According to material filed by the NRC with this court shortly after oral argument in this case, the Nuclear Safety Analysis Center is an arm of the Electric Power Research Institute (EPRI), a membership organization composed of domestic utilities engaged in the commercial production of electricity. There is only partial overlap between INPO and EPRI membership, i.e., some INPO members are not members of EPRI and vice versa. The Nuclear Electric Insurance Limited (NEIL) provides its member utilities with replacement power insurance and property insurance; all NEIL members are also members of INPO.
Brief for the Appellee at 9 n. 7.
INPO classifies these reports in its "Limited Distribution" category, and displays the following statement prominently on the title page:
Reproduction of not more than ten copies by each recipient for its internal use or use by its contractors in the normal course of business is permitted. This report should not be otherwise transferred or delivered to any third person, and its contents should not be made public, without the prior agreement of INPO.
Policy Note No. 11, supra note 9, J.A. at 198.
The NRC resisted CMEP's request for access to these documents, claiming that they are covered by exemption 4 as "commercial or financial information obtained from a person and privileged or confidential." 5 U.S.C. § 552(b)(4). The district court agreed, and granted the NRC's motion for summary judgment. We vacate the judgment so ordered, concluding that the NRC, on the record thus far made, has not established that the documents sought are sheltered by the exemption claimed.
Memorandum and Order, supra note 1, at 7, J.A. at 290.
To sustain its burden of demonstrating that these documents are within FOIA exemption 4, the NRC must show that the information contained therein is "(a) commercial or financial, (b) obtained from a person, and (c) privileged or confidential." Board of Trade v. Commodity Futures Trading Comm'n, 627 F.2d 392, 403 (D.C. Cir. 1980), quoting Getman v. NLRB, 450 F.2d 670, 673 (D.C. Cir. 1971). CMEP concedes that these reports were "obtained from a person," and the NRC admits that the information contained in the reports is neither "financial" nor "privileged"; therefore, we must decide, first, whether the information in the INPO reports is "commercial," and, if so, whether it is "confidential." We hold that the information is "commercial," but that the record, in its current state, does not permit a dispositive answer to the ultimate question: Is the information "confidential"?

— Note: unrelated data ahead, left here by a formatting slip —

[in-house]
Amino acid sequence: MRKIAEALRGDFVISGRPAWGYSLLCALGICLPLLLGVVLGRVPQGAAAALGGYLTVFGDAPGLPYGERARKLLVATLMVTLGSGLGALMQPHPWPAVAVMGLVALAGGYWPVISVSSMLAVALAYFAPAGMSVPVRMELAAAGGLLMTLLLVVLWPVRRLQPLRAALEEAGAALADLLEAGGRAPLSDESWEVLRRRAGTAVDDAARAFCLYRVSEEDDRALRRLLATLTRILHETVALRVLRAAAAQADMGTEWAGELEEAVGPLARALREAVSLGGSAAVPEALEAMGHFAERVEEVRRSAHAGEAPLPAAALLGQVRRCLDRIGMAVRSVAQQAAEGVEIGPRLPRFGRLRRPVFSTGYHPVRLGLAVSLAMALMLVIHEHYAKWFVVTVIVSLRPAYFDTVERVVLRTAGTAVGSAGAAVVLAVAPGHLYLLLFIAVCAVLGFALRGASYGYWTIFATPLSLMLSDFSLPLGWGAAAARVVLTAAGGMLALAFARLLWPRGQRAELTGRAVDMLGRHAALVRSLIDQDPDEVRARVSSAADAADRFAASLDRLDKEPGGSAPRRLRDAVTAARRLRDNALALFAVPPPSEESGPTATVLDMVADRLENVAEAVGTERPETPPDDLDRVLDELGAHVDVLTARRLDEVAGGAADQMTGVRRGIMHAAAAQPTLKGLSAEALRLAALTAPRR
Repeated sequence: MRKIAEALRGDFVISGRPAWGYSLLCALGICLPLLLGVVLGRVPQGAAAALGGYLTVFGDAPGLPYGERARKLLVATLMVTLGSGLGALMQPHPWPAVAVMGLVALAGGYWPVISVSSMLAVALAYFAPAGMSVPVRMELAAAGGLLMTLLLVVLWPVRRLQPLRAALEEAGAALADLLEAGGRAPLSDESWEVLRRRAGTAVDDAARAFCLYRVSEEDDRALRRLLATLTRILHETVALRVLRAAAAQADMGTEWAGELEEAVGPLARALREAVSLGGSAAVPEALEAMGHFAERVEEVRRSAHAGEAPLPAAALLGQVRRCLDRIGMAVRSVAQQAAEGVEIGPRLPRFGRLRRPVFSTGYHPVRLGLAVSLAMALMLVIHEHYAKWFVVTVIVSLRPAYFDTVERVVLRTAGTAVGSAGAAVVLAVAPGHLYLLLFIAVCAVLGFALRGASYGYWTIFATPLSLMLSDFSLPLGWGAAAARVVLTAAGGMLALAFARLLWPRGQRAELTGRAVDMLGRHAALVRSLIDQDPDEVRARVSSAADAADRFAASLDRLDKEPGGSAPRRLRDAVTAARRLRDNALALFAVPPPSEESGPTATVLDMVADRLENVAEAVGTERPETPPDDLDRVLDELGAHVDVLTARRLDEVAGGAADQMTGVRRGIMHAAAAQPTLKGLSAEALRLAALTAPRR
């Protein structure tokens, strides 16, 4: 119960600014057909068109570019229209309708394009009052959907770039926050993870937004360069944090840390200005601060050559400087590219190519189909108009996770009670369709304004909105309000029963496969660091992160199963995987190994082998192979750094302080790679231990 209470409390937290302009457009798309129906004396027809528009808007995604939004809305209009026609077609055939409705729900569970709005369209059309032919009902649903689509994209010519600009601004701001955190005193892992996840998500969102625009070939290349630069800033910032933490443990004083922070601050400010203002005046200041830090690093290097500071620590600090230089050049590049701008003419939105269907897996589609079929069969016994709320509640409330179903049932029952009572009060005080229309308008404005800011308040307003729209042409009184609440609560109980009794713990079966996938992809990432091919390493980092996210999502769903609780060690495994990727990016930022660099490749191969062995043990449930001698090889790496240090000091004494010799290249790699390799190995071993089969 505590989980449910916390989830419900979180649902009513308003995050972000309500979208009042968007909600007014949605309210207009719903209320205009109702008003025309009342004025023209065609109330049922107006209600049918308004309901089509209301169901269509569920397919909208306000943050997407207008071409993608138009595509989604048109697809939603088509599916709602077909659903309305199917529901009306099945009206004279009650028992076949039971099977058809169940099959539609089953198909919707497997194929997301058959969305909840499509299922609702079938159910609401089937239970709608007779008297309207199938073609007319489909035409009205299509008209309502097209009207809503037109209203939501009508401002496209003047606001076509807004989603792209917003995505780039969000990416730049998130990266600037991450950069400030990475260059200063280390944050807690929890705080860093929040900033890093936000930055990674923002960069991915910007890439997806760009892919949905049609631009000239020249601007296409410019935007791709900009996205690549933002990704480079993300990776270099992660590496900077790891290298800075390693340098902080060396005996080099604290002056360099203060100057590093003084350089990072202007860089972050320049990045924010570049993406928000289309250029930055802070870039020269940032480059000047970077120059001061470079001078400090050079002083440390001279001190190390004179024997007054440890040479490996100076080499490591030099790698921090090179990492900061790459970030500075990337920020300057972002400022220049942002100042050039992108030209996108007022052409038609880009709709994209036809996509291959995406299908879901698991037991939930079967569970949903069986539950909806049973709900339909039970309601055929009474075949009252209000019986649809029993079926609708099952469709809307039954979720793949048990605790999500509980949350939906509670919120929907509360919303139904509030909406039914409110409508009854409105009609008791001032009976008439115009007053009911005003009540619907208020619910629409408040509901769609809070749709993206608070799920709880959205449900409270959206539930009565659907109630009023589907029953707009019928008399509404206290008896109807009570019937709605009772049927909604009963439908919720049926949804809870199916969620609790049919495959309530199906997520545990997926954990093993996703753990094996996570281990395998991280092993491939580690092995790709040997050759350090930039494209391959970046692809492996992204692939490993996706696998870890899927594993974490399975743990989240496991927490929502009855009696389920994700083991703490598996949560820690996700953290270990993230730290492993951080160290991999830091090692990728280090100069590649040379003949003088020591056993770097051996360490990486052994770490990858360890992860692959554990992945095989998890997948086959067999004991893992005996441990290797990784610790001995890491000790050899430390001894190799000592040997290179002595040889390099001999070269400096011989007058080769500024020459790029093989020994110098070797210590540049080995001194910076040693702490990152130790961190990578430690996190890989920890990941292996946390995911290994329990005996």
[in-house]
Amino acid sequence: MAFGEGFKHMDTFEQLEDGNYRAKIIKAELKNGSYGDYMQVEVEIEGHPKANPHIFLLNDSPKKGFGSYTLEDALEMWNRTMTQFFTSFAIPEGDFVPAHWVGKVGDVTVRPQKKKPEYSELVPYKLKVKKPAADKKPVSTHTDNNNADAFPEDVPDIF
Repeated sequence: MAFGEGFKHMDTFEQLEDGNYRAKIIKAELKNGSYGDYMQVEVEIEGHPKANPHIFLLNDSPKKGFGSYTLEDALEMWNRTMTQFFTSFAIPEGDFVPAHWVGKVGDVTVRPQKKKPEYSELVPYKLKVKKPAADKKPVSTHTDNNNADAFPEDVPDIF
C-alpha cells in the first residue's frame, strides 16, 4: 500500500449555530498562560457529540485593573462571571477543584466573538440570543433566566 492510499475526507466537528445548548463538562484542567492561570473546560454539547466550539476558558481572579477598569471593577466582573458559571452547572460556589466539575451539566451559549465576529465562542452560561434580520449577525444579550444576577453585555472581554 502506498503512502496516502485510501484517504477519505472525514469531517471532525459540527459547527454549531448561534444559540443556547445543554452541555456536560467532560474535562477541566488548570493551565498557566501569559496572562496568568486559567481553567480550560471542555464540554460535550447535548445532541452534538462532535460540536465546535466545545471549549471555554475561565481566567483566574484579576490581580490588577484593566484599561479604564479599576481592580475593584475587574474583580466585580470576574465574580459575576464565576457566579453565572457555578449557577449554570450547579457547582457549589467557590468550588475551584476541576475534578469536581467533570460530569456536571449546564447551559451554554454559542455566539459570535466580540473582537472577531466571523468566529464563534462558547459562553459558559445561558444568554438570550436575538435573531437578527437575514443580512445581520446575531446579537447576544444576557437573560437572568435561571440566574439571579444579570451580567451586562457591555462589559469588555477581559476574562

In a civil suit on a FOIA claim, the "burden is on the agency to sustain" its action. 5 U.S.C. § 552(a)(4)(B).
For FOIA purposes, a "person" may be a "partnership, corporation, association, or public or private organization other than an agency." 5 U.S.C. § 551(2).
A. The INPO Reports are "Commercial."
We agree with the district court's conclusion that, contrary to CMEP's contention, the reports contain "commercial" information: "INPO's constituent utility companies are assuredly commercial enterprises engaged in the production and sale of electrical power for profit [and] [t]he revelation of the details of the operations of their nuclear power plants . . . could materially affect their profitability in multiple ways." INPO itself is a not-for-profit enterprise, but INPO's non-profit status is not determinative of the character of the information it reports; information may qualify as "commercial" even if the provider's ( i.e., INPO's) interest in gathering, processing, and reporting the information is noncommercial. See Board of Trade, 627 F.2d at 405-06 (the "plain language" of exemption 4 "does not in any way suggest that this information must relate to the affairs of the provider"; the exemption is "sufficiently broad to encompass financial and commercial information concerning a third party").
Memorandum and Order, supra note 1, at 346, J.A. at 287.
In Public Citizen Health Research Group v. FDA, 704 F.2d 1280 (D.C. Cir. 1983), we held that manufacturers of intraocular lenses had a "commercial interest" in health and safety data submitted to the FDA because the data would be "instrumental in gaining marketing approval for their products." Id. at 1290. Comparably, the commercial fortunes of INPO's member utilities, and the vendors whose products are appraised in the INPO reports, could be materially affected by the disclosure of health and safety problems experienced during the operation of nuclear power facilities.